Morris, Father William Stephen, S.S.
2005, November 22
Date of Birth: 1905, October 28
William Stephen Morris celebrated his one hundredth birthday with family and friends in August, 2005. His health had been in decline for a year and on November 22, 2005 he died in peace at St. Martin’s Home for the Aged in Catonsville, Maryland. Bill is survived by a nephew and grandniece.
He “believed in people, called forth their gifts in an empowering way, and modeled Jesus-like wisdom and behavior. He was also prayerful, preached relevant homilies, was reliable, well-read, and concerned about justice issues.” He “never forgot the dignity and value of each person, nor did he exalt himself. He portrayed Christ for us through the beauty of his daily life.” These comments about priests come from a survey, “Picturing the Perfect Priest” in the April, 2006, U. S. Catholic. Though Bill was not a perfect priest, the above descriptions capture well the essence of his life among us.
William Stephen Morris was born in Wappingers Falls, New York, the fourth son of William and Anna Morris, on October 28, 1905. He attended St. Mary’s in Wappingers Falls and Poughkeepsie High School. During the spring of his third year in high school in 1921, he attended the first Mass of Fr. John Klug at St. Mary’s, his parish church. “As young Father John held the Host over his head for the first time, words came to my heart, then lips. I heard myself say: ‘Lord, yes, I will.’ ”
He entered St. Charles College, Catonsville, in 1921, attended the Basselin program at Catholic University in 1924, and studied theology at the Sulpician Seminary (now Theological College) in Washington, D.C. from 1927 to 1931. He was ordained to the priesthood on June 9, 1931, at the National Shrine by Bishop Shahan. He received a Ph.D. from The Catholic University in 1932, and became a definitive member of the Sulpicians in 1933 after completing his year of Solitude.
After two years at St. Charles College, Bill crossed the country to begin his love affair with the great Northwest. For almost fifty years, with a brief interlude of four years as Rector of St. Mary’s, Paca Street, Baltimore, and two years as Vice-Rector of Theological College, Washington, he taught and ministered at St. Edward and St. Thomas Seminaries, Kenmore, Washington, and in the Seattle Archdiocese.
Like many Sulpicians of that time, he taught a variety of subjects, but education, economics, sociology, psychology, communications, catechetics, and church history predominated. Bill was a demanding and challenging teacher. One thing he loved about teaching was meeting his former students in later years when they had grown into men with interesting lives and careers.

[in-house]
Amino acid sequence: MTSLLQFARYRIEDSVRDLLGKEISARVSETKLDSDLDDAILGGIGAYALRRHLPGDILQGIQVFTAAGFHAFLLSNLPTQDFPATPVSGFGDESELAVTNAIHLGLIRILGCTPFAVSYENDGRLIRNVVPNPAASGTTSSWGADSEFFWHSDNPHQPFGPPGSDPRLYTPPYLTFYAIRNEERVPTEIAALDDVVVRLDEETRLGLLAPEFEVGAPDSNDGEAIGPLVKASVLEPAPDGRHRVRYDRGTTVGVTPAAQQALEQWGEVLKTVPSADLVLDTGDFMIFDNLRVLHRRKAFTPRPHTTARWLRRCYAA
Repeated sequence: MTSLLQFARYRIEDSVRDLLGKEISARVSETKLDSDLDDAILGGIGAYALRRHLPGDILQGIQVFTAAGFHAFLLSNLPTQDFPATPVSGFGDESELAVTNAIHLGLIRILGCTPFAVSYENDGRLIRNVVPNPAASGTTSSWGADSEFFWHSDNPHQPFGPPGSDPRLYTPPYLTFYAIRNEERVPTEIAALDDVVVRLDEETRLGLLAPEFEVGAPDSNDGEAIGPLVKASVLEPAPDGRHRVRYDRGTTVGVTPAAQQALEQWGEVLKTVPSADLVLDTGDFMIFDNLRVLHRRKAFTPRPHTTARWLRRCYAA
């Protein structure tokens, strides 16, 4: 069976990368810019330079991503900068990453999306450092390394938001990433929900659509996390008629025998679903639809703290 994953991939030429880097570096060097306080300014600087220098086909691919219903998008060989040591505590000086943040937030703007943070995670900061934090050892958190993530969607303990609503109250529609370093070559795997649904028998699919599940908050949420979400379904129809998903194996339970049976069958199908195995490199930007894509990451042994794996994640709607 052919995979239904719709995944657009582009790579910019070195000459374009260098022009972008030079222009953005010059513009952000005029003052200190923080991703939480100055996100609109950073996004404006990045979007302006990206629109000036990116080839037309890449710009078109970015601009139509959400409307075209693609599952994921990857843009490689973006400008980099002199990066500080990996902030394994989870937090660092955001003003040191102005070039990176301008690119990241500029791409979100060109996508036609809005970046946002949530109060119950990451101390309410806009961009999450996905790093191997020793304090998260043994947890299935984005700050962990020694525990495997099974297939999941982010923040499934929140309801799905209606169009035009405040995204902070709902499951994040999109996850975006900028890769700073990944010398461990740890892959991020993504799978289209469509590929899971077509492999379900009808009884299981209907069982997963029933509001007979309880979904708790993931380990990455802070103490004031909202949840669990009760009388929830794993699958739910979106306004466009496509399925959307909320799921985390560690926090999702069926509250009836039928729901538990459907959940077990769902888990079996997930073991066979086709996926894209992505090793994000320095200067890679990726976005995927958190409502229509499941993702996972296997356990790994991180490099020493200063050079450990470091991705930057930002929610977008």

In the days of the “old seminary,” all priests, students, even the sisters, were most often referred to by their nicknames. Bill’s was “Barney”. He used to drive a tractor, as fast as it would go, around the grounds of the seminary.
The enterprising students named him for Barney Oldfield, a famous race-car driver of the era. Although he was a scholar and a deeply pious man, Bill was not above dirtying his hands, working hard in the fields and the woods. He was simple, unpretentious, and quiet in teaching the seminarians by example.
Two basic tenets permeated and guided his life: the necessity of a deep spiritual life and the importance of practical social action. He never tired of practicing them and urging them on others. He encouraged the seminarians to be both mystics and social activists. In his mind, a true mystic did not live with his head in the sky, nor did an authentic social activist scorn the inner life. Bill spoke comfortably and knowledgeably about social justice as well as about becoming one with God.
Bill struggled with some of the changes that came to the Church from Vatican II. Being totally committed to the Church, however, he accepted them, tried to learn more about them, and helped many other Catholics in their transition from pre to post Vatican II. At the same time he embraced enthusiastically the “new movements of the Spirit”: Cursillo, Marriage Encounter, and the Charismatic Renewal. He served each of these as a spiritual director and an active participant.
Long before he was appointed Vicar for Religious of the Seattle Archdiocese, he devoted much of his time to them, especially after the Second Vatican Council. He generously gave his time to them, teaching classes, giving retreats and workshops, participating in informal sessions, always encouraging, sustaining, enlightening. Probably no group in the Seattle Archdiocese held him in higher regard than the Religious Sisters.
In 1987, Bill moved to the Sulpician Retirement Home at St. Charles Villa, Catonsville, Maryland. Older age and diminishing eyesight limited but did not curtail his activities. He visited the elderly residents at St. Martin’s Home. He eventually moved to that Home and received love and attention from the Little Sisters and their staff. His commitment to the spiritual life never wavered. When no longer able to read, he listened to audio tapes of the spiritual masters.
On August 21, 2005, the Society of St. Sulpice, Province of the United States and the Little Sisters of the Poor held a festivity for the 100th birthday of Bill Morris and Jim Brennan, both of whom turned 100 in 2005. Members of the Morris and Brennan families attended the birthday celebration. In November 2005, he died in peace, and entered the new Jerusalem where God said “Well done, my good and faithful servant. Come; share your Master’s joy!”
On November 30, 2005 at Our Lady of the Angels Chapel in Catonsville, Maryland, Very Rev. Ronald D. Witherup presided at the Funeral Liturgy. Rev. John A. Ward was the homilist. William Stephen Morris was buried in the Sulpician Cemetery in Catonsville, Maryland.
Rev. J. Michael Strange, S.S.